A model poses with a Samsung Electronics’ 75-inch F8000 Smart LED TV during a media conference in Seoul on February 19, 2013. (Photo credit: JUNG YEON-JE/AFP/Getty Images)
The Federal Trade Commission’s $2.3 million fine of Vizio has proven the government is paying attention to consumer complaints about the privacy implications of Smart TVs. The company was punished by FTC for claims it harvested anonymized viewing habits of its customers without explicit permission.
Whilst Vizio and other TV manufacturers will likely pay more heed to consumers’ desire to keep Big Brother out of their home lives, police are just starting to get their heads round the idea that such connected devices might have useful evidence within. Thus far, I’ve only been able to uncover one case in which the feds sought to look through the information stored on the set.
It occurred in June 2016, when San Diego officers working for the Homeland Security Investigations (HSI) unit sought information from the Samsung smart TV of Mikhail Feldman, a man previously convicted for possession of “images of minors engaged in sexually explicit conduct,” as outlined in an affidavit for the warrant (see below — it appears to be the first ever published warrant for a smart TV). Feldman had admitted to watching adult and child pornography on his Samsung television, using Google on the TV to find the material.
The warrant treats the TV like a normal computer, allowing the feds to access all files stored on the Samsung device that pertained to child abuse imagery and video, as well as browsing history, online profiles and associated passwords, amongst other data. The warrant was returned executed, though the document confirming what exact information was taken remained sealed at the time of publication.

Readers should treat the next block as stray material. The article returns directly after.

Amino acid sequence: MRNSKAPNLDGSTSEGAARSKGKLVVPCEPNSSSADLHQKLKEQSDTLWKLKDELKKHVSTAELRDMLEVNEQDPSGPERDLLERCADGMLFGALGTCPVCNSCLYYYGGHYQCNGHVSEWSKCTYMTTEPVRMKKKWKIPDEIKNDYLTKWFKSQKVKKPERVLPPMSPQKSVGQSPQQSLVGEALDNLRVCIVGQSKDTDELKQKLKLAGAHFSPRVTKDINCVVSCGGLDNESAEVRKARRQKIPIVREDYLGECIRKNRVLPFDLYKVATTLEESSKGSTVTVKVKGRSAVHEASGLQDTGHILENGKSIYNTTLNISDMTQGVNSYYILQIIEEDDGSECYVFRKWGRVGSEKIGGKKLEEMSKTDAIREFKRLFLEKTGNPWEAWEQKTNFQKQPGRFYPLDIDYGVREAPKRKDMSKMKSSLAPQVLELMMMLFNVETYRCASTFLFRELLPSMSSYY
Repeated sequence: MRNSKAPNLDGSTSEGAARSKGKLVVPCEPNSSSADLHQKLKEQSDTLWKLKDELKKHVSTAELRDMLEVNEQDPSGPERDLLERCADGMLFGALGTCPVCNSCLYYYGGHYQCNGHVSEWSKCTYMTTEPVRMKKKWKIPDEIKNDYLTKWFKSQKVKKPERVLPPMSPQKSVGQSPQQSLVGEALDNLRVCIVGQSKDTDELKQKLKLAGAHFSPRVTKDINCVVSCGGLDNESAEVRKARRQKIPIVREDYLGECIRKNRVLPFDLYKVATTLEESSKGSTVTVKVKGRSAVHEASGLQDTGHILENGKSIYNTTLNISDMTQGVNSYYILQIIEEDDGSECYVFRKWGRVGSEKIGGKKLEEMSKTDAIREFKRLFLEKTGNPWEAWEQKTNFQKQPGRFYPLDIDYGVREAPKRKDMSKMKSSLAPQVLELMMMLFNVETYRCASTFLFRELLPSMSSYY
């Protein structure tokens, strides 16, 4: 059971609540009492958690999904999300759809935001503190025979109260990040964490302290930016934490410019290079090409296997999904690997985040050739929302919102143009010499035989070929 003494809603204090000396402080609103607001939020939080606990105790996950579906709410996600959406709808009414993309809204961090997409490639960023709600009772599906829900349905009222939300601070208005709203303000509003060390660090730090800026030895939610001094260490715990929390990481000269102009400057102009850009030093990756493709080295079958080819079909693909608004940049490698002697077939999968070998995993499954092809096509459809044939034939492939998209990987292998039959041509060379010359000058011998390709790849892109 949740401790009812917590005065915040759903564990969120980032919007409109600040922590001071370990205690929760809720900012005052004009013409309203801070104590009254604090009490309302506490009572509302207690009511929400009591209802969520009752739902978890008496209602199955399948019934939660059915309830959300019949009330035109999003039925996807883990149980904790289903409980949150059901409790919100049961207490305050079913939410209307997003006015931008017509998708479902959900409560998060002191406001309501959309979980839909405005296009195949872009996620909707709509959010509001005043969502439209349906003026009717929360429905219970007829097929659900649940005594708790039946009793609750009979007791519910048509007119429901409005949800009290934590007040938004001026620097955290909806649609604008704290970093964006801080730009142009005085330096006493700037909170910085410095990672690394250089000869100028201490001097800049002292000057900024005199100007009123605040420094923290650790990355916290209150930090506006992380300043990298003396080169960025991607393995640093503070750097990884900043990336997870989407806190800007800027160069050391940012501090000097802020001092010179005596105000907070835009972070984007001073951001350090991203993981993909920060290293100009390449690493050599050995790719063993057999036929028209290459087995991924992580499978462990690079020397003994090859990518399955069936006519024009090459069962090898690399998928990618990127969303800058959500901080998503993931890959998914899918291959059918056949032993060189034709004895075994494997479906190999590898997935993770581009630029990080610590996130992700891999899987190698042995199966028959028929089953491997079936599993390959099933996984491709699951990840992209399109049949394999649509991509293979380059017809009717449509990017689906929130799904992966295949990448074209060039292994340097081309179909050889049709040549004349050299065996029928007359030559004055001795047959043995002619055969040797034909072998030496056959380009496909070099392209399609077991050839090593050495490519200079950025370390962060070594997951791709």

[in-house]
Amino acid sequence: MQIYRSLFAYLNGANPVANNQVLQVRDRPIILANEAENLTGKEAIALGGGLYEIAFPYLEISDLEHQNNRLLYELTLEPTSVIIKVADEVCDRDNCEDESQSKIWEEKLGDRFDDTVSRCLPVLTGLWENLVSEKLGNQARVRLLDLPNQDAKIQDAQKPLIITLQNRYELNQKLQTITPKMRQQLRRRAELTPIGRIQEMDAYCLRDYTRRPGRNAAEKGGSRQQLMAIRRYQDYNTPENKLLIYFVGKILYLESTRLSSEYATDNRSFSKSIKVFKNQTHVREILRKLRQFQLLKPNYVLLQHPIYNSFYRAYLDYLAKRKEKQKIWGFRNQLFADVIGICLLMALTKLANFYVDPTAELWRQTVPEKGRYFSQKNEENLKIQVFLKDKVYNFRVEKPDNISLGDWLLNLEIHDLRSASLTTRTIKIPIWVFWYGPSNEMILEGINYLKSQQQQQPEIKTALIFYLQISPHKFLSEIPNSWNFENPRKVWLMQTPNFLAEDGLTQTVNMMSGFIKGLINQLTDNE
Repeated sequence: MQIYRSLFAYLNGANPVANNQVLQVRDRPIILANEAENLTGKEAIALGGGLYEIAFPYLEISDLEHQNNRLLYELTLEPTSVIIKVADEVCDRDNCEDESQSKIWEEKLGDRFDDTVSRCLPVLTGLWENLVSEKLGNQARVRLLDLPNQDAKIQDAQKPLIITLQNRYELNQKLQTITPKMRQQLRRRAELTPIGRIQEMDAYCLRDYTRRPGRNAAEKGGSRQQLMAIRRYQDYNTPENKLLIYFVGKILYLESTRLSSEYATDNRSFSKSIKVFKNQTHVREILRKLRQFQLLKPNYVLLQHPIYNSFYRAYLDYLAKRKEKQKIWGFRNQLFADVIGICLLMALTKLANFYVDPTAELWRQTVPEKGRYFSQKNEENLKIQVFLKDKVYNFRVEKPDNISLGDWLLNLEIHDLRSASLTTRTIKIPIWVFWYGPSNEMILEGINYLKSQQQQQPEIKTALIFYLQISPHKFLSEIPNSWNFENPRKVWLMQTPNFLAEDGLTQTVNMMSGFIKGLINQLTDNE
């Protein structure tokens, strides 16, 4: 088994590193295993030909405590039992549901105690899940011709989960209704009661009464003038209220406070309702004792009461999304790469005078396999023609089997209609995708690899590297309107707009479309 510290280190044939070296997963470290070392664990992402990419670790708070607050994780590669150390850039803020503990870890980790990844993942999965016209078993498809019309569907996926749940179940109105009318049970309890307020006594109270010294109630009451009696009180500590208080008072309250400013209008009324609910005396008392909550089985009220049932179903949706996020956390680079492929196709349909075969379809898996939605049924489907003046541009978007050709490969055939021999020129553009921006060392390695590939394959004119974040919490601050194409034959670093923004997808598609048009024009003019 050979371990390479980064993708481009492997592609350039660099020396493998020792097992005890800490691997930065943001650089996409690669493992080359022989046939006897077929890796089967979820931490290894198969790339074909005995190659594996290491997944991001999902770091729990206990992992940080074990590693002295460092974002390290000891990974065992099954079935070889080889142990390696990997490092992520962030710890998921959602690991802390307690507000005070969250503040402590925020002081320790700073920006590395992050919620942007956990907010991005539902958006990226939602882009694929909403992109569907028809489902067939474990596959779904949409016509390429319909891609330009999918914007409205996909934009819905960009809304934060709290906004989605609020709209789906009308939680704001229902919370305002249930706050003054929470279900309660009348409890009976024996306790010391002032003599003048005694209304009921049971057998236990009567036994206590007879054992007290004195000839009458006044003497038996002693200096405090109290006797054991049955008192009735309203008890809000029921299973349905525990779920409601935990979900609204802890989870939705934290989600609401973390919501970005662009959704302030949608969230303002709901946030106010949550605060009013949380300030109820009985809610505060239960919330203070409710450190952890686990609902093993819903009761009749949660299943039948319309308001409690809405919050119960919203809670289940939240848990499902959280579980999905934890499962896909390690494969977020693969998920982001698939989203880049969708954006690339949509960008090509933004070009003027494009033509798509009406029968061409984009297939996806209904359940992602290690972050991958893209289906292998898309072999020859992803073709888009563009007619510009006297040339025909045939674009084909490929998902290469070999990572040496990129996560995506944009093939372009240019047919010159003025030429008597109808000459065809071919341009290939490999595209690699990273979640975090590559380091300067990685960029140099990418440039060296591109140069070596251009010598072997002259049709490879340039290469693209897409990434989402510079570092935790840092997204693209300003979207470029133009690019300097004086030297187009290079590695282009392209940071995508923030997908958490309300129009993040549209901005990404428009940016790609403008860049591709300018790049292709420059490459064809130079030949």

Police were right to look at the TV like a standard PC. According to Rob Lee, digital forensics and incident response lead at the SANS Institute, said in many cases, TVs are just “very large smartphones.” “So the potential for exploitation is there,” he added.
Indeed, malicious hackers have found weaknesses across smart TVs before. At the end of 2016, a software engineer warned about ransomware appearing on his LG TV. Reports of such activity emerged earlier that year. It should be no surprise then that police can grab data from TVs when they have direct access.
Apple TV too?
Whilst the case of the Samsung TV shows how home-connected devices should be treated like typical digital devices, smart televisions don’t come with the same security protections. That extends to Apple TV too, says Mattia Epifani, CEO of Italian forensics experts Reality Net.
He’s been studying how to draw data from Apple TVs once a forensics expert has access and hooks up a PC. “Apple TV cannot be password protected like an iPhone so it means that by simply connecting to a computer you can extract some useful information,” Epifani said.
“Simply by connecting through the USB port to the Apple TV we used for testing, part of the file system of the device can be copied out… [it] is available with no protection. I think it is not a vulnerability but a choice of Apple.”
From the Apple TV he was able to extract the registered Apple ID on the TV, the shopping database containing the books, films and music bought by the user, a list of the iPhones connected to the Apple TV and the list of Wi-Fi networks it had connected to.
The ultimate message here for the innocent consumer? Treat all connected TVs like computers with dubious security, and don’t store anything sensitive on them.
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